There is widespread interest in green products and entrepreneurs are increasingly eager to reap the benefits. This abbreviated case study reviews some of the challenges associated with green start-ups, it is also a cautionary tale for those seeking to profit from the rising tide of green consumerism.
The client in this case study changed my firm’s consultation process, so from our perspective, this is Client Zero. In the spring of 2007 we were engaged to conduct a feasibility study for an entrepreneur looking to open a food services business in a large affluent suburb of a major metropolitan city. After interviewing Client Zero, we conducted a thorough situational analysis. We researched local demographics and surveyed local residents. We then explored different options and presented our recommendations. Our research indicated that the local residents were very receptive to a green food services concept. The results confirmed that locals had a distinct preference for a green-themed eatery.
After Client Zero accepted the conclusions of our feasibility study, we were engaged to write the business plan. Upon completion, the actionable components of the business plan were implemented by Client Zero with the exception of a few key elements. Although Client Zero did a lot of things right, he also made some fundamental mistakes. A few crucial omissions compromised his message and hampered his ability to establish his brand.
Despite our recommendations, Client Zero opted to use a name and logo inconsistent with a green offering. Client Zero also neglected to implement various aspects of the marketing plan (e.g.: advertising, promotions, and interior signage). He also opted to include some menu items that contradicted the core message of his brand. The result was a poorly communicated message and a broken green promise. Inadequate and poorly targeted marketing prevented him from reaching his audience, and consequently he fell well short of his projections.
A marketing strategy is the vehicle by which a green offering is communicated. It works as a cohesive whole. When you are going green the details matter, and maintaining the purity of a green brand is a constant challenge.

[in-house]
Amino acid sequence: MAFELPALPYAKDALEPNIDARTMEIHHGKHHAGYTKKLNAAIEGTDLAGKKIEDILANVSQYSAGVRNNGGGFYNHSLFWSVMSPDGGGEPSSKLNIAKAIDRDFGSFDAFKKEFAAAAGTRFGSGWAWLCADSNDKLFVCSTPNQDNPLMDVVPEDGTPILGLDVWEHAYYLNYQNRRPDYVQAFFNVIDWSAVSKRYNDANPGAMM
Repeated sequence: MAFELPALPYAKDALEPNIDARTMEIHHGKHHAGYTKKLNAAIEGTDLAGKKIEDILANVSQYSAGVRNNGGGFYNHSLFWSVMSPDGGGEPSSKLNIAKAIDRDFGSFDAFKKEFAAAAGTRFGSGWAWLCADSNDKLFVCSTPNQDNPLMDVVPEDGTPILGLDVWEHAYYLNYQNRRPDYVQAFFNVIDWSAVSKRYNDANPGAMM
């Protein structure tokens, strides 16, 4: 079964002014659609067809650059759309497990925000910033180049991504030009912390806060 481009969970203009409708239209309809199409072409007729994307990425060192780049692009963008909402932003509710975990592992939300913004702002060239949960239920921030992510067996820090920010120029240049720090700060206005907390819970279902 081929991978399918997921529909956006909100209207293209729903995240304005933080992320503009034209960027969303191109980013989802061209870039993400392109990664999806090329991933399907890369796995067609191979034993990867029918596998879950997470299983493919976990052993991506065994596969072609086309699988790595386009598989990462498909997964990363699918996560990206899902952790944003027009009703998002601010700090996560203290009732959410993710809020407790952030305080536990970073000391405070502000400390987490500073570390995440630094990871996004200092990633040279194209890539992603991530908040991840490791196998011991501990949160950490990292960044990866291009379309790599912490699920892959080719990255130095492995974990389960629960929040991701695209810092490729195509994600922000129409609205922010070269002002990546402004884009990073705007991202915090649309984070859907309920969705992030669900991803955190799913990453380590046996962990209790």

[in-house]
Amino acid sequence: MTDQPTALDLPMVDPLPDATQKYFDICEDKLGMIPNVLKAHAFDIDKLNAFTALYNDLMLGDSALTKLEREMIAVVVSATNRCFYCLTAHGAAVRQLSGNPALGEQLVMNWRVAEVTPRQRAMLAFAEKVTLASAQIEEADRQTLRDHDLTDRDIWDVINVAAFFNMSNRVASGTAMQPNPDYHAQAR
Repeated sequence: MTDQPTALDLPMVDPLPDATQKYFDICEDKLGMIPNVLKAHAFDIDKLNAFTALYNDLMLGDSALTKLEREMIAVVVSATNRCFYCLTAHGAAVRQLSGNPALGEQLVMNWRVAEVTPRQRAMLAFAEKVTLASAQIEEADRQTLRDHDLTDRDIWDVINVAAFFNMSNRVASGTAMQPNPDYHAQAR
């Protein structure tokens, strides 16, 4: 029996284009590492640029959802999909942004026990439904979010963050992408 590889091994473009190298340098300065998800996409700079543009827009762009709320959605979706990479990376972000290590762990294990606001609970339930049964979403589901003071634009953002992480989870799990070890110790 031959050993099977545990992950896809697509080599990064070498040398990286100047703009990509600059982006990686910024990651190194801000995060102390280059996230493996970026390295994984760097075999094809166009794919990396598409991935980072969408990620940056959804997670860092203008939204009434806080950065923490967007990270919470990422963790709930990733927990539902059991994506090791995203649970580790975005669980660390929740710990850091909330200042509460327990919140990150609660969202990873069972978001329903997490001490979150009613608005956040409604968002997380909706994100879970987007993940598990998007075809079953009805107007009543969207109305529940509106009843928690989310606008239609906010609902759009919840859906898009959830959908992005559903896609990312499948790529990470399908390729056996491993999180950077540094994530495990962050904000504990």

Few things are as harmful to a company's reputation as the perception of a disconnection between the promise and the actual offering. Promoting green demands that authenticity be at the core of the offering. To be serious about green business means you must be serious about environmentalism. Entrepreneurs, business owners, and marketers need to understand that green is not just pretense to flog a product.
Consultants need to understand that clients cannot communicate the value of a green offering if they do not understand it themselves. Clients are less likely to assume the additional responsibilities that come with sustainable business practices if they are not genuinely committed to going green.
As consultants, we must assume some of the responsibility for protecting green's image. Advocating for sustainable business practices in industries where they do not fit, or with individuals who do not care, undermines green's reputation.
The market will punish businesses that are not serious about sustainability as well as those companies that merely exploit green's marketing appeal. Responsible stewardship of sustainable business demands that we take interest in the way green is represented as well as the general perception of the green economy.
To reap the rewards that come from investing in green, prospective entrepreneurs need to understand the additional burdens and responsibilities that come with a more environmentally conscious business model.
Richard Matthews is a consultant, eco-entrepreneur, sustainable investor and writer. He is the owner of THE GREEN MARKET, one of the Web’s most comprehensive resources for information and tools on sustainability. He is also the author of numerous articles on sustainable positioning, green investing, politics and economics.